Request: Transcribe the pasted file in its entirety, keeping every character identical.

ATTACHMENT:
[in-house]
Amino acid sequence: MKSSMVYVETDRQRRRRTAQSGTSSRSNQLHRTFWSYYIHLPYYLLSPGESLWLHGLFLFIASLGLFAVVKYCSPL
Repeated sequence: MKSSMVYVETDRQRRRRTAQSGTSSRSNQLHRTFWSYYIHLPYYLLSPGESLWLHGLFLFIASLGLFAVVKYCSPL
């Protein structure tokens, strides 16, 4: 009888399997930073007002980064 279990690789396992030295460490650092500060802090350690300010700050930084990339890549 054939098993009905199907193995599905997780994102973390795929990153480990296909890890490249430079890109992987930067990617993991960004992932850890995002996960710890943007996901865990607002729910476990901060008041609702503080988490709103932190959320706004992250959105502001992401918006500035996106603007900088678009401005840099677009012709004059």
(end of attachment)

[in-house]
Amino acid sequence: MKSSMVYVETDRQRRRRTAQSGTSSRSNQLHRTFWSYYIHLPYYLLSPGESLWLHGLFLFIASLGLFAVVKYCSPL
Repeated sequence: MKSSMVYVETDRQRRRRTAQSGTSSRSNQLHRTFWSYYIHLPYYLLSPGESLWLHGLFLFIASLGLFAVVKYCSPL
């Protein structure tokens, strides 16, 4: 009888399997930073007002980064 279990690789396992030295460490650092500060802090350690300010700050930084990339890549 054939098993009905199907193995599905997780994102973390795929990153480990296909890890490249430079890109992987930067990617993991960004992932850890995002996960710890943007996901865990607002729910476990901060008041609702503080988490709103932190959320706004992250959105502001992401918006500035996106603007900088678009401005840099677009012709004059």